Influence of fish feeds with plant proteins on sediment quality conditions: A microcosm experiment


by: Jirah P. Mamigo, Sheila Mae S. Santander-de Leon


Plant proteins have been widely utilized for aquaculture however its environmental effects remained understudied. A microcosm experiment was conducted to determine the effects of feed types (feeds with plant protein vs feeds with fishmeal only) and feed levels on sediment quality conditions. Sediments were treated with three feed types composed of different protein sources: a) fishmeal only (FM) b) soybean, copra, and fishmeal (SC); and c) soybean, wheat, and fish meal (SW) at low feed (LF, 0.07 g) and high feed (HF, 0.40 g) levels; and incubated for 20 days. Results revealed that all feed treatments created anoxic (redox potential, -103 to -135 mV) and toxic sulfidic sediment conditions (FM, > 2.5 mg. g-1, and SC and SW > 1.7 mg. g-1). Effects of differences in feed types were apparent on higher pore water Ammonium – N concentrations in plant-added fish feeds SC (414.08 ± 29.32 ppm) and SW (310.45 ± 113.18 ppm) than in FM (249.43 ± 86.95 ppm) at HF level. Protein concentration in sediments was highest in SW feed type. Effects of LF and HF did not show significant differences but both clearly showed poor sediment quality conditions when compared to sediments without feeds. The results suggest that the current use of plant-proteins as an alternative to fishmeal in aquaculture feeds may pose similar deleterious effects to sediment quality.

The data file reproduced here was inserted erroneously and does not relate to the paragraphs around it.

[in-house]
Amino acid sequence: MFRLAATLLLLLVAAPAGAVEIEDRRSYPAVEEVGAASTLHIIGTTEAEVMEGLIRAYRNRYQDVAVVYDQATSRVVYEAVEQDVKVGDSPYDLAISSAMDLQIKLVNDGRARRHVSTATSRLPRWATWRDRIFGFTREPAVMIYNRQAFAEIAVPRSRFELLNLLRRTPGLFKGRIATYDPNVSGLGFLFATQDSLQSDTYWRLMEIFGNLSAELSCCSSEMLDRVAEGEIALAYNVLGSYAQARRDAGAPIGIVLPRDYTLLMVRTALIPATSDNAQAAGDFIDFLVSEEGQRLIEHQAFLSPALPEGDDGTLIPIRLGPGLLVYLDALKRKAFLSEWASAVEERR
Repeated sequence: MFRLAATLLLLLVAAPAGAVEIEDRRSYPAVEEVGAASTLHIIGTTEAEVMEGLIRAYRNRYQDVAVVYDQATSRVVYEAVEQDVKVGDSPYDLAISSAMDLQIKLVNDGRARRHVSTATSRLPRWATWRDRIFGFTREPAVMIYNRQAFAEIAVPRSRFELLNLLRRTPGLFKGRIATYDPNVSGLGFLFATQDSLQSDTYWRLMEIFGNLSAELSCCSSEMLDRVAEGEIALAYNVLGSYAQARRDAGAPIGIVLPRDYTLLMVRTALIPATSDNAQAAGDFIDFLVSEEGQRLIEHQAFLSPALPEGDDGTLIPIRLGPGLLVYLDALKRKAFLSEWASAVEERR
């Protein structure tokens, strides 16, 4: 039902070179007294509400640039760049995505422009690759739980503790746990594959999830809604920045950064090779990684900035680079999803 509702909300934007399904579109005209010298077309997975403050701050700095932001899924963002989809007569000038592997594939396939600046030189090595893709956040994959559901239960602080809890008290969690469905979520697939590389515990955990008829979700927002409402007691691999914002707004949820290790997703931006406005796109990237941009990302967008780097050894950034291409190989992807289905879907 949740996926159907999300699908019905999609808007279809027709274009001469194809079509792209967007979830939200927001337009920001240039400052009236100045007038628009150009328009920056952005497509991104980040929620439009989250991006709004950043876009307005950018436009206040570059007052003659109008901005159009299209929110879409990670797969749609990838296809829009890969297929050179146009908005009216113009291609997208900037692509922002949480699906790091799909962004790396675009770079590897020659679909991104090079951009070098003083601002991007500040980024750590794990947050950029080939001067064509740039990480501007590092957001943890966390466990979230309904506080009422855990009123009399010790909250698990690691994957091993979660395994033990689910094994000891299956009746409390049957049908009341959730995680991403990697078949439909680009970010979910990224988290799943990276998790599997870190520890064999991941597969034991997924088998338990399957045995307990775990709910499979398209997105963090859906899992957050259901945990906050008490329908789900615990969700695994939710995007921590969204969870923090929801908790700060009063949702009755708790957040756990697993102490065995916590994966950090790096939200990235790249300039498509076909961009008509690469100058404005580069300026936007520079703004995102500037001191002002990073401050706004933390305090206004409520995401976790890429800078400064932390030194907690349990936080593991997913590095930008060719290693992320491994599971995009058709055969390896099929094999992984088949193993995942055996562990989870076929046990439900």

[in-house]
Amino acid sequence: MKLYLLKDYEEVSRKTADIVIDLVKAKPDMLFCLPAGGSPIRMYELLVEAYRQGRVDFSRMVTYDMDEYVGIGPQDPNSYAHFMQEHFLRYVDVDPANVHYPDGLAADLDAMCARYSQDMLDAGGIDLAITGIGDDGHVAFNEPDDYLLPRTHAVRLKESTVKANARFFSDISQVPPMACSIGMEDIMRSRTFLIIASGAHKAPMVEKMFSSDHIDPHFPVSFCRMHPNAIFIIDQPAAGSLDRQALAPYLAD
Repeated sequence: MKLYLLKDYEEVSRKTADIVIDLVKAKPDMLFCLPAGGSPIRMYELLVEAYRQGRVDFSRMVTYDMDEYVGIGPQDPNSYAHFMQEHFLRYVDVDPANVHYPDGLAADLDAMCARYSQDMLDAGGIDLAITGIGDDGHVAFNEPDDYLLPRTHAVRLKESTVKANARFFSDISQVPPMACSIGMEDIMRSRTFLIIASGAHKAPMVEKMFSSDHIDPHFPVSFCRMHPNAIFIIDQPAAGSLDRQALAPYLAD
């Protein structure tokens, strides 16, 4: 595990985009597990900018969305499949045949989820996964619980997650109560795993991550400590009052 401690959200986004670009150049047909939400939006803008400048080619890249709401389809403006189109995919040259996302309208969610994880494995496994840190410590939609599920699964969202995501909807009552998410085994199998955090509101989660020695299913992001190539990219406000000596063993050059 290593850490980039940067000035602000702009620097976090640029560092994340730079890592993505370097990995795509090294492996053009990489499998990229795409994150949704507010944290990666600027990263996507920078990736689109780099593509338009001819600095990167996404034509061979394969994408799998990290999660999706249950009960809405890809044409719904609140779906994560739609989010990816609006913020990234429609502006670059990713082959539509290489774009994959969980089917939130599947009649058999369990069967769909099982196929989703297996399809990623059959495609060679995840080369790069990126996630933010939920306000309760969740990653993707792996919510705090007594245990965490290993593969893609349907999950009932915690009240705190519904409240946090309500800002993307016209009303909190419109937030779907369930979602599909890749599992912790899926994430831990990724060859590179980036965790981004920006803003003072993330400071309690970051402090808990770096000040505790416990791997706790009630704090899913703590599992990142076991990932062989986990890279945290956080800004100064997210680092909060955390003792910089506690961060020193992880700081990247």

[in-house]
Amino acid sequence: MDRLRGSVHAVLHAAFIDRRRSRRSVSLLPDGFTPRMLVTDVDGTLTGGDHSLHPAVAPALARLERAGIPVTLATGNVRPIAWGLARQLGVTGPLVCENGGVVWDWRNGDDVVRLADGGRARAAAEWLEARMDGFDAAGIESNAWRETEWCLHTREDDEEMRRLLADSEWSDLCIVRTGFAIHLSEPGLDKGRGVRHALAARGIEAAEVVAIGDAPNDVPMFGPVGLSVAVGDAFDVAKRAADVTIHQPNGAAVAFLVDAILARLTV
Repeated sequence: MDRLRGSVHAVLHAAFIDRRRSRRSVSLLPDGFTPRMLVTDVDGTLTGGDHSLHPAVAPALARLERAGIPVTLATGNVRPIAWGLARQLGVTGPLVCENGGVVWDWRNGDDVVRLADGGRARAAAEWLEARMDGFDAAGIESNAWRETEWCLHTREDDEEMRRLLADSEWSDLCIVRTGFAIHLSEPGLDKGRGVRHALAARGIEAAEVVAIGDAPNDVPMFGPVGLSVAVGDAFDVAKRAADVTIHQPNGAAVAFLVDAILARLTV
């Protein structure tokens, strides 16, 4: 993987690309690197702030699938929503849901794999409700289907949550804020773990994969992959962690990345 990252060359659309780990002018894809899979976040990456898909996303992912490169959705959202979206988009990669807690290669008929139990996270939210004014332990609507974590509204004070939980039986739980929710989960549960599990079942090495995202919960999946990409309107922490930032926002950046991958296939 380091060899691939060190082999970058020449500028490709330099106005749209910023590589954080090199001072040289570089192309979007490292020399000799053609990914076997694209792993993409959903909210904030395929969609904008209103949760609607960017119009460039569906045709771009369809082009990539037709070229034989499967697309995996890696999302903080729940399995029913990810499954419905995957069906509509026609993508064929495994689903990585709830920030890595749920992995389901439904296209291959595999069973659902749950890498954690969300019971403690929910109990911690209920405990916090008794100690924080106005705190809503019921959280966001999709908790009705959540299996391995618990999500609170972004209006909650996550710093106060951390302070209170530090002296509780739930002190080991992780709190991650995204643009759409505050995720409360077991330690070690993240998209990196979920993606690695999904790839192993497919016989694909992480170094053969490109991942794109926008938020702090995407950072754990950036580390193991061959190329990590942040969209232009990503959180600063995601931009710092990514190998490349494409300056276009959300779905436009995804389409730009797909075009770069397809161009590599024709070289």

Keywords: fish feeds, plant protein, fishmeal, sediment quality, total sulfides